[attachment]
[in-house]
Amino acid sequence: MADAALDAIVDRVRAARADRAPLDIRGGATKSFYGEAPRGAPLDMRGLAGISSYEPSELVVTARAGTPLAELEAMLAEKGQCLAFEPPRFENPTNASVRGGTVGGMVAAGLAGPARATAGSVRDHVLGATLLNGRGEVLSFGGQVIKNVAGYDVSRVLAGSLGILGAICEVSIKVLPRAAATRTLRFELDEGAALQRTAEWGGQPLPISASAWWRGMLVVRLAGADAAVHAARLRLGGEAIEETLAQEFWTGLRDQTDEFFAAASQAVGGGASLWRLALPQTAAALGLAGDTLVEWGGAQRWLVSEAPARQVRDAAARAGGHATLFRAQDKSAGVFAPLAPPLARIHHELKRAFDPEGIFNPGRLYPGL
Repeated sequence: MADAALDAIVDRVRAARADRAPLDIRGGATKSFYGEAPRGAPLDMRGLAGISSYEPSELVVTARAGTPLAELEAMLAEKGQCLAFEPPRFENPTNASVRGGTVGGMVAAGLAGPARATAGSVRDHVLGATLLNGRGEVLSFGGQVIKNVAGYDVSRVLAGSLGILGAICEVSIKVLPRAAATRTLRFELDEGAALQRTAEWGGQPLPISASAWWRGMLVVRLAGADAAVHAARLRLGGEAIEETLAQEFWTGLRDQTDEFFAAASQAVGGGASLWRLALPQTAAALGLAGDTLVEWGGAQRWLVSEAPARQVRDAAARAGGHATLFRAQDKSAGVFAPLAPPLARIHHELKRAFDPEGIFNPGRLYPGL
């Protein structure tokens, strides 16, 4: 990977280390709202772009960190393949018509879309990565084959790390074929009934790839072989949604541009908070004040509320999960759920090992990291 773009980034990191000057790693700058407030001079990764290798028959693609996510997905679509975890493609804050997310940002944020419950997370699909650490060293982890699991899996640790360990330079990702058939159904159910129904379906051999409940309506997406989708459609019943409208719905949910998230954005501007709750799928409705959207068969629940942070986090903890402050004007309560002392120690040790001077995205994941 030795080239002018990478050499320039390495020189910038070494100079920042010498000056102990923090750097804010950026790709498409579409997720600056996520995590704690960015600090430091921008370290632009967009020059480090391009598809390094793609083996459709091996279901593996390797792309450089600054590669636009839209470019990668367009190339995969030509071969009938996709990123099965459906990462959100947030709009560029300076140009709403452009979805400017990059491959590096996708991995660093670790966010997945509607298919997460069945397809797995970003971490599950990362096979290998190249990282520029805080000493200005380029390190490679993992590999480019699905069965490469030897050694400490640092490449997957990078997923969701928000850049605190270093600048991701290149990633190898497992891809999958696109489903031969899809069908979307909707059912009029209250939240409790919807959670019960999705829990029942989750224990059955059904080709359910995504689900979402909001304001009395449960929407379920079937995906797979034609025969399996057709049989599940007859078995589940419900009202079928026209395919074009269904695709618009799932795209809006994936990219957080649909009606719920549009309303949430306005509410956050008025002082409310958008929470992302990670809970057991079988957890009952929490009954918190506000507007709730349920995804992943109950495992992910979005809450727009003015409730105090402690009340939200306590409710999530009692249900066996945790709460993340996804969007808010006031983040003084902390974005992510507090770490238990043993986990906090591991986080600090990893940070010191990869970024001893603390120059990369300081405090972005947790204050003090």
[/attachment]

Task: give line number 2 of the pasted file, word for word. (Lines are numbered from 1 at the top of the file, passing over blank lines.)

Amino acid sequence: MADAALDAIVDRVRAARADRAPLDIRGGATKSFYGEAPRGAPLDMRGLAGISSYEPSELVVTARAGTPLAELEAMLAEKGQCLAFEPPRFENPTNASVRGGTVGGMVAAGLAGPARATAGSVRDHVLGATLLNGRGEVLSFGGQVIKNVAGYDVSRVLAGSLGILGAICEVSIKVLPRAAATRTLRFELDEGAALQRTAEWGGQPLPISASAWWRGMLVVRLAGADAAVHAARLRLGGEAIEETLAQEFWTGLRDQTDEFFAAASQAVGGGASLWRLALPQTAAALGLAGDTLVEWGGAQRWLVSEAPARQVRDAAARAGGHATLFRAQDKSAGVFAPLAPPLARIHHELKRAFDPEGIFNPGRLYPGL